What makes one quilt more
valuable than another? How do I know that a quilt I want to
buy is worth what is being asked? If I have an heirloom quilt,
do I actually dare use it? How do I care for an heirloom fabric
item to preserve its condition and value?
When I started quilting
I wondered these things myself, so I began doing research to
find out about the quilting world. There are a variety of fine
resources available if you'd like to do more investigating
before purchasing a quilt (see the Links page
for more information), but here are some condensed answers:
Things that add value to
individual quilts include uniqueness, quality of fabrics and
batting, complexity of design, use of color, meticulous workmanship,
having a quilter's label or signature for identification purposes,
whether the quilter has won major awards for their work, age
of the quilt, and of course, the amount of detail in the quilting
(the stitching that holds the top, batting, and back fabric
together) and piecing (assembly of the top layer). Both piecing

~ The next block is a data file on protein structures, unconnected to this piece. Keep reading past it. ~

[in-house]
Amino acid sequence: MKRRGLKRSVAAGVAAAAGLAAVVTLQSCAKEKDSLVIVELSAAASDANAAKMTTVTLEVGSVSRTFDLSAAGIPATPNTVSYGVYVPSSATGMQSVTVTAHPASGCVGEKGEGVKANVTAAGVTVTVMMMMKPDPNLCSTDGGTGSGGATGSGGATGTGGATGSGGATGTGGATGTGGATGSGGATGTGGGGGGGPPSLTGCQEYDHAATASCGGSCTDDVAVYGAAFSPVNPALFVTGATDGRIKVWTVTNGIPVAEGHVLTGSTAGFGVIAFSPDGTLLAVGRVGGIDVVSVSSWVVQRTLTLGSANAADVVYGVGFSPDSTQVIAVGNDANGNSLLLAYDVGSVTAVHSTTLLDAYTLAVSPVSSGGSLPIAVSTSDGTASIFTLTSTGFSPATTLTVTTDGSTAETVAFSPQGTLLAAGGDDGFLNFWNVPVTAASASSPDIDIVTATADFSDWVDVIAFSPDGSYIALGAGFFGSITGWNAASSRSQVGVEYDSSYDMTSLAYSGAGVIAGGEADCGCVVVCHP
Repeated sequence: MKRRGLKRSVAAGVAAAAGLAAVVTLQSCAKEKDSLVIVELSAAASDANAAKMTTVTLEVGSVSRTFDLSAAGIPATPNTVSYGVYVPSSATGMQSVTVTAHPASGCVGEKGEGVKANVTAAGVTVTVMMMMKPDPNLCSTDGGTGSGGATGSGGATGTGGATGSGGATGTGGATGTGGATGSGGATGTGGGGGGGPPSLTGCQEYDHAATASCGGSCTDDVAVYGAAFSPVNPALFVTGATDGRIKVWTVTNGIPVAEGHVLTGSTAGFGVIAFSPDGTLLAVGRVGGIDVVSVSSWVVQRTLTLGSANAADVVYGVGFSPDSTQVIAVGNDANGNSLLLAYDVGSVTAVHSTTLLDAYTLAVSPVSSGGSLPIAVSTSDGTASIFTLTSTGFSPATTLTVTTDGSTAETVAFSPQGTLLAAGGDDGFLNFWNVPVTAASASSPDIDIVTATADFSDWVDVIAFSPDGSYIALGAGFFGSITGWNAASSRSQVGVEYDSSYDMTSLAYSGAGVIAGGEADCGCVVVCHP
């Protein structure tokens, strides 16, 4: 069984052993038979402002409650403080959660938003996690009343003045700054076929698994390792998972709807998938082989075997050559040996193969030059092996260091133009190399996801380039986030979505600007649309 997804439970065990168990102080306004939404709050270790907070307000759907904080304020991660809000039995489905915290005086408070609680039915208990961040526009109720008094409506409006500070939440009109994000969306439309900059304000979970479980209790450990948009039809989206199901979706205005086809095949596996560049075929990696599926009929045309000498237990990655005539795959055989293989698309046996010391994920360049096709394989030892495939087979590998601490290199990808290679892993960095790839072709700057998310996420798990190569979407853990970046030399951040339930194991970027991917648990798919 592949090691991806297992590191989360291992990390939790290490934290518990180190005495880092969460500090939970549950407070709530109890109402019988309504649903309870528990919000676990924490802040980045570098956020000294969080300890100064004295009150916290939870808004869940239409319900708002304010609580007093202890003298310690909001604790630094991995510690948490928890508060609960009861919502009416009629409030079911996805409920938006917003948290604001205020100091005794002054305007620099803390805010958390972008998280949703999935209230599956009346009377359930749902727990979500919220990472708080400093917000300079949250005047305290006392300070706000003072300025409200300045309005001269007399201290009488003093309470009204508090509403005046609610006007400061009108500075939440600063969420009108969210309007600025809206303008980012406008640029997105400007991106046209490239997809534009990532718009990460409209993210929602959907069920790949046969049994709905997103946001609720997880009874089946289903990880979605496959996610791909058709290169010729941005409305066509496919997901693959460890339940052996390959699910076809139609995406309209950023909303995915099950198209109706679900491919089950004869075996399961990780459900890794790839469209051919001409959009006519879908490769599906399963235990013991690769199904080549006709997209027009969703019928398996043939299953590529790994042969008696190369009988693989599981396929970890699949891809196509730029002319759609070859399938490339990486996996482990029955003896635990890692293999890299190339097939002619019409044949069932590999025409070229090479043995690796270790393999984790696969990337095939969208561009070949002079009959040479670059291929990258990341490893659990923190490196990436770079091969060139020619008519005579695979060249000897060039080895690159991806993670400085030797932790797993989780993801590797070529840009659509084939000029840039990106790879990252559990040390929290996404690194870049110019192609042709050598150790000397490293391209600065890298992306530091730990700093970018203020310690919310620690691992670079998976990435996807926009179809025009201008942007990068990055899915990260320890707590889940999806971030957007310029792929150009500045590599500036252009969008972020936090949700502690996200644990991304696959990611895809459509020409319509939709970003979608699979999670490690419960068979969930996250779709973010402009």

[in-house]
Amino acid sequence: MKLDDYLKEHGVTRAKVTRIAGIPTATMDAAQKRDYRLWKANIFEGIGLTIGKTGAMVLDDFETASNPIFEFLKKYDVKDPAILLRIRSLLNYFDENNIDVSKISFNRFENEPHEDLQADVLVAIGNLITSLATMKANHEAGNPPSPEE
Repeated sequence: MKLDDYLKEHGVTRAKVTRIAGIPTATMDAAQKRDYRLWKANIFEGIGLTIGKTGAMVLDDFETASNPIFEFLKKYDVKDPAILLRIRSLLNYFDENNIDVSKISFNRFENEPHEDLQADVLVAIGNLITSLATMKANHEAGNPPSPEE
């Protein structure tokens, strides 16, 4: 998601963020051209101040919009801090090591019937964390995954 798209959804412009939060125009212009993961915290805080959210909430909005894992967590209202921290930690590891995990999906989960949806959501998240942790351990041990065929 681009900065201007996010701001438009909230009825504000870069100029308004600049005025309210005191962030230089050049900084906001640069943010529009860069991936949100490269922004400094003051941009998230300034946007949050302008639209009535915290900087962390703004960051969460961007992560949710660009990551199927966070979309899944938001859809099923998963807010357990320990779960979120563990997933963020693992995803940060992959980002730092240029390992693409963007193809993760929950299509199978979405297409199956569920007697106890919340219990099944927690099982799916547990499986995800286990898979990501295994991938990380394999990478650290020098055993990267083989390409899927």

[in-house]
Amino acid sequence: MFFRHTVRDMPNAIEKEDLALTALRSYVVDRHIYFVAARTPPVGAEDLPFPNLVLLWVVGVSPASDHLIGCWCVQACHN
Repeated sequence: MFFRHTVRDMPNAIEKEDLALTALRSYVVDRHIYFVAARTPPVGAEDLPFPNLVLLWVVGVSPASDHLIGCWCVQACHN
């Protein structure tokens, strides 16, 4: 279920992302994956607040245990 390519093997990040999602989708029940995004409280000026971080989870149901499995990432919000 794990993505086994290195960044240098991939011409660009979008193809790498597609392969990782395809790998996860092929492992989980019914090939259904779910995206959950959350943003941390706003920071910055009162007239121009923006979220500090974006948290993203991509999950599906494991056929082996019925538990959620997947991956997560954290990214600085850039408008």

and quilting can be done either by hand or by machine. Having
the quilting done by machine does not automatically lower an
item's value. It takes as much skill and practice to do high
level machine quilting as it does to do hand quilting.
How much a quilt is worth
is always somewhat subjective, since there can be no replacement
for the wonderful wedding quilt your grandmother made that
has been lost or damaged. As with any item for sale, values
also fluctuate with changes in how much the 'market' is willing
to pay. One of the reasons I include links to other quilters'
websites is so you can educate yourself about the 'market'
and be reassured that I am charging reasonable prices.
and feeding of heirloom quilts is not as difficult as you
might think. American
Quilter's Society has a comprehensive yet inexpensive
Your Quilts, $6.95) that is a must-have for
serious quilt collectors. You will find a condensed quilt
care set of recommendations on my Links page
that are largely based on the AQS book.